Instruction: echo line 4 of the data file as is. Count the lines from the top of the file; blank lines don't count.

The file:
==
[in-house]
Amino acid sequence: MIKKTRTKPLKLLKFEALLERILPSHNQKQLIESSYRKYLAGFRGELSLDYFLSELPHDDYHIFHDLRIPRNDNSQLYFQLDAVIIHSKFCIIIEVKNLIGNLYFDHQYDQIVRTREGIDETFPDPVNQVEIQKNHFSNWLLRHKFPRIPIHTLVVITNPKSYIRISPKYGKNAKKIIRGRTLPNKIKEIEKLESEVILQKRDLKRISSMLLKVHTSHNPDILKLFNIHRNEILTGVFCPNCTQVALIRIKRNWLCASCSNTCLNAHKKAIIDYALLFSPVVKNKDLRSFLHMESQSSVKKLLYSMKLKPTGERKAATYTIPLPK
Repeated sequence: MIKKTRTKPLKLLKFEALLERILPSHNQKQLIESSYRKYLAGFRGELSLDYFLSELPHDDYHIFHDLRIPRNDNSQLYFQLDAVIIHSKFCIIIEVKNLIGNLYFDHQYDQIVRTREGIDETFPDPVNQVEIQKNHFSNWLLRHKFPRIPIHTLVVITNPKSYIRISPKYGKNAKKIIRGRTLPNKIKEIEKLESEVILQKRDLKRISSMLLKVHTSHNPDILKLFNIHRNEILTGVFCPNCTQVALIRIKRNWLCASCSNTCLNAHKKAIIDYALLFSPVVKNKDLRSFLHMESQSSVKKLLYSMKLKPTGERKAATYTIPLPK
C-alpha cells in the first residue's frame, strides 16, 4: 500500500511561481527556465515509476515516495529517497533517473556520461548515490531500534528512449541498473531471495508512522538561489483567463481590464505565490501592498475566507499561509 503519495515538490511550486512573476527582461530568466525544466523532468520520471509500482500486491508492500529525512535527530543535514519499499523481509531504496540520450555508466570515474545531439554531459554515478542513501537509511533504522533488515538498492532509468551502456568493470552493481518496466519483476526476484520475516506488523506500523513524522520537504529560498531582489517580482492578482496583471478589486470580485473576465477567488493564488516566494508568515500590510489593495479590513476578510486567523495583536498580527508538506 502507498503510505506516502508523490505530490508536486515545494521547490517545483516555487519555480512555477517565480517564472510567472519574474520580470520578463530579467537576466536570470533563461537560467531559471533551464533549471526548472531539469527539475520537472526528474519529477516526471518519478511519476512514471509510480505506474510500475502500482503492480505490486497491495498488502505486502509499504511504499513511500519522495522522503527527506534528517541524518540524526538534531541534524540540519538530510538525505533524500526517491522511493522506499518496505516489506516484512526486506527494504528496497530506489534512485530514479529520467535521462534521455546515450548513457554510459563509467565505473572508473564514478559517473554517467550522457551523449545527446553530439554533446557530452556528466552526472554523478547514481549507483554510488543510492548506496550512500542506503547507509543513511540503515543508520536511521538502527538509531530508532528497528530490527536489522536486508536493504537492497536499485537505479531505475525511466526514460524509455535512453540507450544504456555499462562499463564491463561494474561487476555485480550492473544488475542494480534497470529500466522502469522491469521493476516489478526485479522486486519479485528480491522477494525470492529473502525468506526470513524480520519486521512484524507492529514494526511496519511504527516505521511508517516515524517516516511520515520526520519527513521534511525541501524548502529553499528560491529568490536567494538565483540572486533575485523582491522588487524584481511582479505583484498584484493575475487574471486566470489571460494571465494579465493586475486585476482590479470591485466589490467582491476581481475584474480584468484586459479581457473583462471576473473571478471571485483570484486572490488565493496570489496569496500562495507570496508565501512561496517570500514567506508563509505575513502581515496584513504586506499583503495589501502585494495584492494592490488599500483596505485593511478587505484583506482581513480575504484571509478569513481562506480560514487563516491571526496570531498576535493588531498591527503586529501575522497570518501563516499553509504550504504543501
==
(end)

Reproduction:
C-alpha cells in the first residue's frame, strides 16, 4: 500500500511561481527556465515509476515516495529517497533517473556520461548515490531500534528512449541498473531471495508512522538561489483567463481590464505565490501592498475566507499561509 503519495515538490511550486512573476527582461530568466525544466523532468520520471509500482500486491508492500529525512535527530543535514519499499523481509531504496540520450555508466570515474545531439554531459554515478542513501537509511533504522533488515538498492532509468551502456568493470552493481518496466519483476526476484520475516506488523506500523513524522520537504529560498531582489517580482492578482496583471478589486470580485473576465477567488493564488516566494508568515500590510489593495479590513476578510486567523495583536498580527508538506 502507498503510505506516502508523490505530490508536486515545494521547490517545483516555487519555480512555477517565480517564472510567472519574474520580470520578463530579467537576466536570470533563461537560467531559471533551464533549471526548472531539469527539475520537472526528474519529477516526471518519478511519476512514471509510480505506474510500475502500482503492480505490486497491495498488502505486502509499504511504499513511500519522495522522503527527506534528517541524518540524526538534531541534524540540519538530510538525505533524500526517491522511493522506499518496505516489506516484512526486506527494504528496497530506489534512485530514479529520467535521462534521455546515450548513457554510459563509467565505473572508473564514478559517473554517467550522457551523449545527446553530439554533446557530452556528466552526472554523478547514481549507483554510488543510492548506496550512500542506503547507509543513511540503515543508520536511521538502527538509531530508532528497528530490527536489522536486508536493504537492497536499485537505479531505475525511466526514460524509455535512453540507450544504456555499462562499463564491463561494474561487476555485480550492473544488475542494480534497470529500466522502469522491469521493476516489478526485479522486486519479485528480491522477494525470492529473502525468506526470513524480520519486521512484524507492529514494526511496519511504527516505521511508517516515524517516516511520515520526520519527513521534511525541501524548502529553499528560491529568490536567494538565483540572486533575485523582491522588487524584481511582479505583484498584484493575475487574471486566470489571460494571465494579465493586475486585476482590479470591485466589490467582491476581481475584474480584468484586459479581457473583462471576473473571478471571485483570484486572490488565493496570489496569496500562495507570496508565501512561496517570500514567506508563509505575513502581515496584513504586506499583503495589501502585494495584492494592490488599500483596505485593511478587505484583506482581513480575504484571509478569513481562506480560514487563516491571526496570531498576535493588531498591527503586529501575522497570518501563516499553509504550504504543501